The RPi requires a (quality) 5V input. Â Typically this is provided over a micro-usb header. Â Conveniently, the relay boards can be powered from the RPi 5V GPIO pins. Â However, the Traeger provides us with 120V AC via a molex connector. Â Rather than add an ugly USB power supply externally, I added a AC/DC 5V 20W power supply to the circuit.

## AssemblyÂ

I began prototyping on the standard breadboards with 0.1" hole spacing. Â However, lose wires are a receipt for disaster. Â I certainly didn't want to debug a lose connection years down the road. Â A PCB would have been a great solution, but the effort and cost were not justified. Â Therefore, I used a solderable breadboard which has the advantage of permanence and transition from the prototype breadboard.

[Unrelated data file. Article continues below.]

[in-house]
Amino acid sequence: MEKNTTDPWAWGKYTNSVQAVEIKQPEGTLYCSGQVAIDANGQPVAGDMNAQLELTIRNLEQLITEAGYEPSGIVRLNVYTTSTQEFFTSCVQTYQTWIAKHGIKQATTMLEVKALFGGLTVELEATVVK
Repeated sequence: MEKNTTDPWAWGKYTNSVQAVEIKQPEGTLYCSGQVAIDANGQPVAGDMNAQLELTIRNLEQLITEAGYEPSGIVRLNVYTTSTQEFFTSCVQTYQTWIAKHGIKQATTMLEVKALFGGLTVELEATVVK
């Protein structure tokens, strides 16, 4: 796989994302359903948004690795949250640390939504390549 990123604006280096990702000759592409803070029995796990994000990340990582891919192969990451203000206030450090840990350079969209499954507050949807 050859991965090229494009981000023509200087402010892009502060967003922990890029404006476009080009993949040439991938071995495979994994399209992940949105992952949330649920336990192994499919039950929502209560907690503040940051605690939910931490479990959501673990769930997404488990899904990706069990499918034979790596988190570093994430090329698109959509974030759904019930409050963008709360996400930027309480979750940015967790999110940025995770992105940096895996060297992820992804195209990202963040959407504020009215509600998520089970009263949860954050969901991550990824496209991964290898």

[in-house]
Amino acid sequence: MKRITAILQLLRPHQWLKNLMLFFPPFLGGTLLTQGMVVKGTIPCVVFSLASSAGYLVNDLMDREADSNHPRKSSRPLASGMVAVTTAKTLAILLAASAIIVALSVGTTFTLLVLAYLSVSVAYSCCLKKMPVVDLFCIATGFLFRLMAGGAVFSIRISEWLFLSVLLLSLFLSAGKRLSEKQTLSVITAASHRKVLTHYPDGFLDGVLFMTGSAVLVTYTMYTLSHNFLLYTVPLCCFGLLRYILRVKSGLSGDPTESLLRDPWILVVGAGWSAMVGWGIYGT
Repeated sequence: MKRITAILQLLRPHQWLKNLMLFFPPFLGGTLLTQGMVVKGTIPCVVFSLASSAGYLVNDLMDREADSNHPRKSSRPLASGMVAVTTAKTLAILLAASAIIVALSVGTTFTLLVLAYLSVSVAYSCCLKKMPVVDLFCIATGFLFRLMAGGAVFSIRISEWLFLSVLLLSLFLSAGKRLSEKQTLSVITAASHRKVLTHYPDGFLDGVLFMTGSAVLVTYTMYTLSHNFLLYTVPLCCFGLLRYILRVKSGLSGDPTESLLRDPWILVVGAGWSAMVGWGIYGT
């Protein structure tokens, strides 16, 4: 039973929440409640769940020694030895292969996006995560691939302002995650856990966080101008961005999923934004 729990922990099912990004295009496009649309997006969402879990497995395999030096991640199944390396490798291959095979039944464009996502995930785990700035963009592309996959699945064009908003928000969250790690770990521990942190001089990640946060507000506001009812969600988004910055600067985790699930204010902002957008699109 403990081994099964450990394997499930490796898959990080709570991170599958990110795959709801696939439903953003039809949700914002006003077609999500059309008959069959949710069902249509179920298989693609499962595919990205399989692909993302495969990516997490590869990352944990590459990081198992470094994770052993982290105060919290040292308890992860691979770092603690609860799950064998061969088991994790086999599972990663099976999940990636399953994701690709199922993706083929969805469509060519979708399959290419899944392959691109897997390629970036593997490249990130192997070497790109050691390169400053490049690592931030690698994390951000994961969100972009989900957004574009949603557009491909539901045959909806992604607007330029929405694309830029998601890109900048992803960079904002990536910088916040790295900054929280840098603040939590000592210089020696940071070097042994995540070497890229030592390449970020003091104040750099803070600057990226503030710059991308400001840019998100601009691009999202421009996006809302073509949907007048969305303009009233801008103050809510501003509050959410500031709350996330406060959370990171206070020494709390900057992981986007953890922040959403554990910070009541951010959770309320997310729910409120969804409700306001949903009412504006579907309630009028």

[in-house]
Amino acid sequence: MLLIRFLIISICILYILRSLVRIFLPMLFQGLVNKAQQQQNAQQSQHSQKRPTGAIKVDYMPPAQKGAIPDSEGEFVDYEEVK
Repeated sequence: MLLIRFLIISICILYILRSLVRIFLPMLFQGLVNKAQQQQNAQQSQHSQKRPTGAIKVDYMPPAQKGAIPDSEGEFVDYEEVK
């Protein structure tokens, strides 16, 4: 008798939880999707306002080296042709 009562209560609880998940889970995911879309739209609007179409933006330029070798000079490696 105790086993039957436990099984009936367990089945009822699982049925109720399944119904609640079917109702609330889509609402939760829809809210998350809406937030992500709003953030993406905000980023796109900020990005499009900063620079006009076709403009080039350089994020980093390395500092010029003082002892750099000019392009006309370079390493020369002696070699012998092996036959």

An Adafruit Cobler was used to provide an interface for the RPi. Â This provides access to all of the GPIO pins via a 40-Pin IDE cable.

### Part List

Item Part Quantity Price Subtotal
Breadboard Solderable Breadboard 1 $6.5$6.5
Cobbler Adafruit Pi Cobbler Plus 1 $6.95$6.95
Jumpers DC Connections
Wire 18 GA for AC Connections
Misc
Total \$13.45

## LCD Display

You may wish to add an LCD for direct control from the smoker. Â I find that I rarely actually use the LCD/button on the device, and primarily use my phone. Â The Adafruit LCD Kit is a great use, and the PiSmoker software is written to take advantage of it. Â The LCD connects using the IC2 bus, and requires 5V power. I leave it up to you to implement the waterproof casing and external buttons.

## Wiring Diagram